- Philips said on Tuesday it reached a $4.2 million settlement with the U.S. Department of Justice under the False Claims Act over its IntelliVue MP2 Mobile Patient Monitor.
- The DOJ alleged that Philips sold the device to military customers after substituting key components of the device, without re-certifying it to ensure it was safe to use in aircraft.
- Philips is in the final stages of discussions on two other settlements with the DOJ, the company said in a statement. The discussions are related to its Connected Care portfolio, but are separate from the ongoing recall of sleep apnea devices and ventilators. Philips said in July it was in consent decree talks with the DOJ related to the sleep apnea recall.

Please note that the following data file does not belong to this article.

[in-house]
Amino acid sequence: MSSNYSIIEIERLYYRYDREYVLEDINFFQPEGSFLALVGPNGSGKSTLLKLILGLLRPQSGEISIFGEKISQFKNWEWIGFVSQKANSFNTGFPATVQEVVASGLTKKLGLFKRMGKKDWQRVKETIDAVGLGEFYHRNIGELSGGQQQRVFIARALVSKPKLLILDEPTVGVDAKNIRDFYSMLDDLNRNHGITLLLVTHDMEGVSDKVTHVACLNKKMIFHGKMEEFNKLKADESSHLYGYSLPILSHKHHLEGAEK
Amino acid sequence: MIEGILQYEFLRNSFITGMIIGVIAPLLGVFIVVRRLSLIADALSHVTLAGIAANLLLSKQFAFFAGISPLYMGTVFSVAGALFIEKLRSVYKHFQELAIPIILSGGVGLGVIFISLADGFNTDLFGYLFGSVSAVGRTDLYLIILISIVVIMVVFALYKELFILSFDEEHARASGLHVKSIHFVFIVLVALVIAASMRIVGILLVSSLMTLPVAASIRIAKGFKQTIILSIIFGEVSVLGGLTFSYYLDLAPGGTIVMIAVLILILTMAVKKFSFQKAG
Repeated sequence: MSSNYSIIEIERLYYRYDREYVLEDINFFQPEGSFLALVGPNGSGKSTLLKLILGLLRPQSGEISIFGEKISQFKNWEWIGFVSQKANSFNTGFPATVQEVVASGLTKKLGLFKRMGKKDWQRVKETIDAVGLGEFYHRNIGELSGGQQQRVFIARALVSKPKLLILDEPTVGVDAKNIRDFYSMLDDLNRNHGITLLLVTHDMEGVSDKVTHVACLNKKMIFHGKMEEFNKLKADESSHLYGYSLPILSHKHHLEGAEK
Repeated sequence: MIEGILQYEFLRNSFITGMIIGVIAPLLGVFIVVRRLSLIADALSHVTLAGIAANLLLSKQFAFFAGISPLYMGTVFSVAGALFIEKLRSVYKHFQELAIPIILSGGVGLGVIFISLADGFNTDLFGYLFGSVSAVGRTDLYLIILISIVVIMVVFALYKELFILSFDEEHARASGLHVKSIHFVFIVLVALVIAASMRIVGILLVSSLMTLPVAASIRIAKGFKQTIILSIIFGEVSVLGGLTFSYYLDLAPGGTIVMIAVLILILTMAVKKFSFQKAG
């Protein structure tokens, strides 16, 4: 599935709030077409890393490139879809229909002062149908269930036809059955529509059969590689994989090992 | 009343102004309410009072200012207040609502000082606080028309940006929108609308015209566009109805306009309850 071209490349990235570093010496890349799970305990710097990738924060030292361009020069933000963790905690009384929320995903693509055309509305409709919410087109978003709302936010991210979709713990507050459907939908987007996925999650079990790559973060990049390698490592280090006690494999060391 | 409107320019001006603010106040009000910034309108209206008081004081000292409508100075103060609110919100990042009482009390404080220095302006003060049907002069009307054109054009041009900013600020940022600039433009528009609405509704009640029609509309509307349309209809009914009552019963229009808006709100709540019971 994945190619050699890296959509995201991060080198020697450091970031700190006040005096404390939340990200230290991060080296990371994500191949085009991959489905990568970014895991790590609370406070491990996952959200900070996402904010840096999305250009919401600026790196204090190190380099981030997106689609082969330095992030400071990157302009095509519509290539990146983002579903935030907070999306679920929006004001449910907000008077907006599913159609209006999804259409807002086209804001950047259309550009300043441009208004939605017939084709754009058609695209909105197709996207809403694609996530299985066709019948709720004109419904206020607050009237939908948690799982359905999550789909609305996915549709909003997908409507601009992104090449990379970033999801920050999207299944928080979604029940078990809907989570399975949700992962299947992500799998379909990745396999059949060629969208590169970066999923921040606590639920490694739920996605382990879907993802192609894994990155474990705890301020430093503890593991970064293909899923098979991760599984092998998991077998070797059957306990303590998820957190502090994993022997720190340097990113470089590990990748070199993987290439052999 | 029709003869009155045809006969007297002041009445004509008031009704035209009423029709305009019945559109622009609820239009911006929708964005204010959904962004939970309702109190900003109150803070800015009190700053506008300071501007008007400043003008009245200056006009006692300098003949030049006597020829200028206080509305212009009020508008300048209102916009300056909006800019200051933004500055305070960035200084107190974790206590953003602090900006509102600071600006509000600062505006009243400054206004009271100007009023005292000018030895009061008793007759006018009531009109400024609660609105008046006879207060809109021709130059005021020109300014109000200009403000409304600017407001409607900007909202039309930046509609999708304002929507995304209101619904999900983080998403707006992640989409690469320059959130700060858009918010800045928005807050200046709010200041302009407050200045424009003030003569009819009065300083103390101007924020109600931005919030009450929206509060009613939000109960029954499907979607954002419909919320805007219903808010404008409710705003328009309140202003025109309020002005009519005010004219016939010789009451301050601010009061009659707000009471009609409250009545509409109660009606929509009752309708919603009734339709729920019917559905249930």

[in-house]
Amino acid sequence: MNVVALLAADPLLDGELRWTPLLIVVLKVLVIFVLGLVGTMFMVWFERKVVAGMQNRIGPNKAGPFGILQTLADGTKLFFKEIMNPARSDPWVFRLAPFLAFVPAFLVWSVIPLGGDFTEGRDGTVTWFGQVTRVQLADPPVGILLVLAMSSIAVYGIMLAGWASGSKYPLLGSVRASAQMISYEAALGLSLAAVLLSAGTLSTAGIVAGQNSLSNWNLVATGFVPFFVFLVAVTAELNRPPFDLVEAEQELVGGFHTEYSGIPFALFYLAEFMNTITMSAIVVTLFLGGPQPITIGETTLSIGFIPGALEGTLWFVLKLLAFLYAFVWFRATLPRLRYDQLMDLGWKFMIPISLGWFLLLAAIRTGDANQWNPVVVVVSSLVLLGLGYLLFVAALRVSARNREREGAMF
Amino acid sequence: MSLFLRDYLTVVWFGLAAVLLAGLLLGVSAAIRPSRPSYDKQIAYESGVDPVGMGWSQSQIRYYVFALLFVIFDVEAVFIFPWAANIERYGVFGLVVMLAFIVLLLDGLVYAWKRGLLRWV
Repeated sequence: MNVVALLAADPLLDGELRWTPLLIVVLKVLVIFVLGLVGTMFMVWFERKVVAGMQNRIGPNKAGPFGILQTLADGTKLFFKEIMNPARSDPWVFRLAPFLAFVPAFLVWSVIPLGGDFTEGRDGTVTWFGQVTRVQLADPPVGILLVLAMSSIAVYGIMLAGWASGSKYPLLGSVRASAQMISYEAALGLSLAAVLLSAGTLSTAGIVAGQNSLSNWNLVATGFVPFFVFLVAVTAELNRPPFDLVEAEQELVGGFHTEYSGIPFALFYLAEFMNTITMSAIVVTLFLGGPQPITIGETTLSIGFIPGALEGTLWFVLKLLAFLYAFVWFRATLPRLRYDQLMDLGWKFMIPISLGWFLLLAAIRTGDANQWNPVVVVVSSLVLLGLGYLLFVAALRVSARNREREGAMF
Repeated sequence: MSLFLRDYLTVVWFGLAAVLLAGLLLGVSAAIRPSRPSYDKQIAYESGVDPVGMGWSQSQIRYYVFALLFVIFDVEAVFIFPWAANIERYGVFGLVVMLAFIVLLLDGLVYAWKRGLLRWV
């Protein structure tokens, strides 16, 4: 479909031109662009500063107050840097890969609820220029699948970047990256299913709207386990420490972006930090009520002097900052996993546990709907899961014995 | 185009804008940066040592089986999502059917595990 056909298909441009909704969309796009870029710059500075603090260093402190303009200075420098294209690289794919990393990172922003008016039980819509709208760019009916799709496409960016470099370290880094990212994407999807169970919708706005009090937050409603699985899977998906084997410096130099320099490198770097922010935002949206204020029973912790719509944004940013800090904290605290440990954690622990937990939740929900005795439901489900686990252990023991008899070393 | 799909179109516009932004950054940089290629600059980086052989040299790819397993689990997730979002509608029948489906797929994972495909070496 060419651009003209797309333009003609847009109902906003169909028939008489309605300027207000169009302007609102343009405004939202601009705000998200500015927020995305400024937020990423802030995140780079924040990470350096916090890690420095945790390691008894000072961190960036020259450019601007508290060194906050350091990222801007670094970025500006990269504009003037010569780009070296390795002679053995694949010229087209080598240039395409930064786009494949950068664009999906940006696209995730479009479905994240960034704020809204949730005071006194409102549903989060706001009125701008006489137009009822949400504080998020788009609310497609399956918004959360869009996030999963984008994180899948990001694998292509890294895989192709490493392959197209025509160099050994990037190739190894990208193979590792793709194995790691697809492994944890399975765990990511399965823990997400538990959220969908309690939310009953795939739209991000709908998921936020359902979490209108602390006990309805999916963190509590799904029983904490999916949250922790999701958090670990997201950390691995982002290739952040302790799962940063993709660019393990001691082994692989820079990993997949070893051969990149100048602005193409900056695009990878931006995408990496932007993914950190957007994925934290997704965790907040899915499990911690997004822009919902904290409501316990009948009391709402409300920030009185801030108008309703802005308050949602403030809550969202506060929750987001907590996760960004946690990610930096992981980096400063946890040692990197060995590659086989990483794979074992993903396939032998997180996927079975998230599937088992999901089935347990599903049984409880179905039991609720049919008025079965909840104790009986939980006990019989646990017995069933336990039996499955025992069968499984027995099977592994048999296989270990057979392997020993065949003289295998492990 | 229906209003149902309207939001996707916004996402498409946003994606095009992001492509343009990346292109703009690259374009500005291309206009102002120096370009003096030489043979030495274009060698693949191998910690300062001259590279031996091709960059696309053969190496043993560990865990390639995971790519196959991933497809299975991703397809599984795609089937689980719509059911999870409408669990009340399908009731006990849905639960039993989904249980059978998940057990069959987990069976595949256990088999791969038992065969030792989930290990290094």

From January 2012 through November 2018, Philips sold the MP2 patient monitors to the U.S. Air Force, Army, and Navy and to the Defense Logistics Agency, according to the lawsuit. The devices, which are now discontinued, provided patient vital signs and were designed to be used in transport or low-acuity settings.
According to the settlement, Philips received initial airworthiness and safe-to-fly certifications for the monitors from the Army in 2008 and the Air Force in 2011. Later, Philips made modifications to the devices, but did not notify military testing facilities. As a result, the DOJ alleged that the sales resulted in false claims.
In an emailed statement late Tuesday, Philips acknowledged that it didn’t adequately notify the relevant military certifying facilities to determine whether the device modifications would or would not require retesting to maintain airworthiness and safe-to-fly certifications.
The company said it had already recorded a provision in connection with the settlement. Philips didn’t disclose what other two settlements had reached the final stages of discussions, but said it has also recorded provisions related to those settlements.